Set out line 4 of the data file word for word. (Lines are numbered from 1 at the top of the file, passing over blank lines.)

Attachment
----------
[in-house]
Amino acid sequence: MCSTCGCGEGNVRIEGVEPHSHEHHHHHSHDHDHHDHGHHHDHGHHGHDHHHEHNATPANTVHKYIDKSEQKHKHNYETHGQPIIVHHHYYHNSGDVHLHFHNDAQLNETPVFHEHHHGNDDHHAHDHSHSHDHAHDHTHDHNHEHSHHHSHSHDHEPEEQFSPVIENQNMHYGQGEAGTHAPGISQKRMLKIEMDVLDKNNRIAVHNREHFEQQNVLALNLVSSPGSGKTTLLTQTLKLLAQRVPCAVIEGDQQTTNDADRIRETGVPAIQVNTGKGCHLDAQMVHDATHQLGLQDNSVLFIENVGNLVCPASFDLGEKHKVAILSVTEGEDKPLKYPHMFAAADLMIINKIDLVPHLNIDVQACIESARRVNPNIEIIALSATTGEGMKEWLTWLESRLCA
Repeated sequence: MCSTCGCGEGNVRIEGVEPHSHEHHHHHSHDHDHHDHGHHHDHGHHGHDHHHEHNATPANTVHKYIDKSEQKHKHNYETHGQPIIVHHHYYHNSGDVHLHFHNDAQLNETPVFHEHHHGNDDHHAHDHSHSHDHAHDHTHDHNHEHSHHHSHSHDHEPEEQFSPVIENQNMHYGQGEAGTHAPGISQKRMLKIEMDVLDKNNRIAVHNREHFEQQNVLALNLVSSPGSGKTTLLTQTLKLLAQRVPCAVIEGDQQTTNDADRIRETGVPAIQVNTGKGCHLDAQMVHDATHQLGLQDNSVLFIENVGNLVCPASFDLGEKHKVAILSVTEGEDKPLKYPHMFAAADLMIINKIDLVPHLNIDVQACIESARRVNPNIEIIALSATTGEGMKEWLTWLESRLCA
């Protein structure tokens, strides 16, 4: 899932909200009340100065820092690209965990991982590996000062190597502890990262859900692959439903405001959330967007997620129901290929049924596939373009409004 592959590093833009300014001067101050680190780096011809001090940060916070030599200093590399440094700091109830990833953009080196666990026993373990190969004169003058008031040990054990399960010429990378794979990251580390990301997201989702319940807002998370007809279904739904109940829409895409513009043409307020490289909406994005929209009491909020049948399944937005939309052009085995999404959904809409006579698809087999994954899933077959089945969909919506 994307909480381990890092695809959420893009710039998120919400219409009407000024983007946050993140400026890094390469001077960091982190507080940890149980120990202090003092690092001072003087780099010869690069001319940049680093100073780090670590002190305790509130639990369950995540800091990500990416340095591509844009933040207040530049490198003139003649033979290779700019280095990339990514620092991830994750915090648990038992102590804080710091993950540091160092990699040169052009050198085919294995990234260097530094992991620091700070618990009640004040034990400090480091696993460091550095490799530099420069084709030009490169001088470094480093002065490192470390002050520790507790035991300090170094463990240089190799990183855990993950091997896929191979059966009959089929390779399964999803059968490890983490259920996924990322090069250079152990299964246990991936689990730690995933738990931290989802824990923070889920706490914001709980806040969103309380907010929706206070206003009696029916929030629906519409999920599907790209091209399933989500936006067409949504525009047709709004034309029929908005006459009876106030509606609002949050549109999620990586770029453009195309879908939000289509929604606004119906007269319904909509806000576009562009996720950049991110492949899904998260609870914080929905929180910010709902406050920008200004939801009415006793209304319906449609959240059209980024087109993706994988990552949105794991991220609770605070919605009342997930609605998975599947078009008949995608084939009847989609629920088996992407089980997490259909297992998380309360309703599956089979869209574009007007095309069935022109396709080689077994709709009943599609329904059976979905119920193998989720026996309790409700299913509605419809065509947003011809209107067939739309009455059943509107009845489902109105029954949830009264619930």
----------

């Protein structure tokens, strides 16, 4: 899932909200009340100065820092690209965990991982590996000062190597502890990262859900692959439903405001959330967007997620129901290929049924596939373009409004 592959590093833009300014001067101050680190780096011809001090940060916070030599200093590399440094700091109830990833953009080196666990026993373990190969004169003058008031040990054990399960010429990378794979990251580390990301997201989702319940807002998370007809279904739904109940829409895409513009043409307020490289909406994005929209009491909020049948399944937005939309052009085995999404959904809409006579698809087999994954899933077959089945969909919506 994307909480381990890092695809959420893009710039998120919400219409009407000024983007946050993140400026890094390469001077960091982190507080940890149980120990202090003092690092001072003087780099010869690069001319940049680093100073780090670590002190305790509130639990369950995540800091990500990416340095591509844009933040207040530049490198003139003649033979290779700019280095990339990514620092991830994750915090648990038992102590804080710091993950540091160092990699040169052009050198085919294995990234260097530094992991620091700070618990009640004040034990400090480091696993460091550095490799530099420069084709030009490169001088470094480093002065490192470390002050520790507790035991300090170094463990240089190799990183855990993950091997896929191979059966009959089929390779399964999803059968490890983490259920996924990322090069250079152990299964246990991936689990730690995933738990931290989802824990923070889920706490914001709980806040969103309380907010929706206070206003009696029916929030629906519409999920599907790209091209399933989500936006067409949504525009047709709004034309029929908005006459009876106030509606609002949050549109999620990586770029453009195309879908939000289509929604606004119906007269319904909509806000576009562009996720950049991110492949899904998260609870914080929905929180910010709902406050920008200004939801009415006793209304319906449609959240059209980024087109993706994988990552949105794991991220609770605070919605009342997930609605998975599947078009008949995608084939009847989609629920088996992407089980997490259909297992998380309360309703599956089979869209574009007007095309069935022109396709080689077994709709009943599609329904059976979905119920193998989720026996309790409700299913509605419809065509947003011809209107067939739309009455059943509107009845489902109105029954949830009264619930």